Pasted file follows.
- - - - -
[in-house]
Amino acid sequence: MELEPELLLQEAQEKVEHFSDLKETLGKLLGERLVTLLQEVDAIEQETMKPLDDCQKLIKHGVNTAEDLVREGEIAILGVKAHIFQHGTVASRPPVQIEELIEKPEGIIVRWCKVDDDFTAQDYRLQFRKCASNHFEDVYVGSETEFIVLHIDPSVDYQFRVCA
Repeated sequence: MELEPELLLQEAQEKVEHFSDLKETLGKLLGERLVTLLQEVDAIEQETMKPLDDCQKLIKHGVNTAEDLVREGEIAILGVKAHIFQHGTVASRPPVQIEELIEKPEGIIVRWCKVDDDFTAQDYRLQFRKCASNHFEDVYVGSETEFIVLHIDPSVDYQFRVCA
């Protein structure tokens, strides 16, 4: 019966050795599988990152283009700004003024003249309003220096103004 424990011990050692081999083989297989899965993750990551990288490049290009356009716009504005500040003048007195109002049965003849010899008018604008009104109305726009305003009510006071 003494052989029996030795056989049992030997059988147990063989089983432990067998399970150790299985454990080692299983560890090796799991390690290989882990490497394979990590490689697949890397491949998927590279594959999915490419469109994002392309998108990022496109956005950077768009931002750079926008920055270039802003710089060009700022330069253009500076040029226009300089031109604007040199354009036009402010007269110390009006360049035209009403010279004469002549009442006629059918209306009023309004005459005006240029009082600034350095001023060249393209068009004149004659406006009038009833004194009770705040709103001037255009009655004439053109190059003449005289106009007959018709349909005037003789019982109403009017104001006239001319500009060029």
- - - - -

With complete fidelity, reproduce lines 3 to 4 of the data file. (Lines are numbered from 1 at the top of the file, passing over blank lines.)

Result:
Repeated sequence: MELEPELLLQEAQEKVEHFSDLKETLGKLLGERLVTLLQEVDAIEQETMKPLDDCQKLIKHGVNTAEDLVREGEIAILGVKAHIFQHGTVASRPPVQIEELIEKPEGIIVRWCKVDDDFTAQDYRLQFRKCASNHFEDVYVGSETEFIVLHIDPSVDYQFRVCA
């Protein structure tokens, strides 16, 4: 019966050795599988990152283009700004003024003249309003220096103004 424990011990050692081999083989297989899965993750990551990288490049290009356009716009504005500040003048007195109002049965003849010899008018604008009104109305726009305003009510006071 003494052989029996030795056989049992030997059988147990063989089983432990067998399970150790299985454990080692299983560890090796799991390690290989882990490497394979990590490689697949890397491949998927590279594959999915490419469109994002392309998108990022496109956005950077768009931002750079926008920055270039802003710089060009700022330069253009500076040029226009300089031109604007040199354009036009402010007269110390009006360049035209009403010279004469002549009442006629059918209306009023309004005459005006240029009082600034350095001023060249393209068009004149004659406006009038009833004194009770705040709103001037255009009655004439053109190059003449005289106009007959018709349909005037003789019982109403009017104001006239001319500009060029």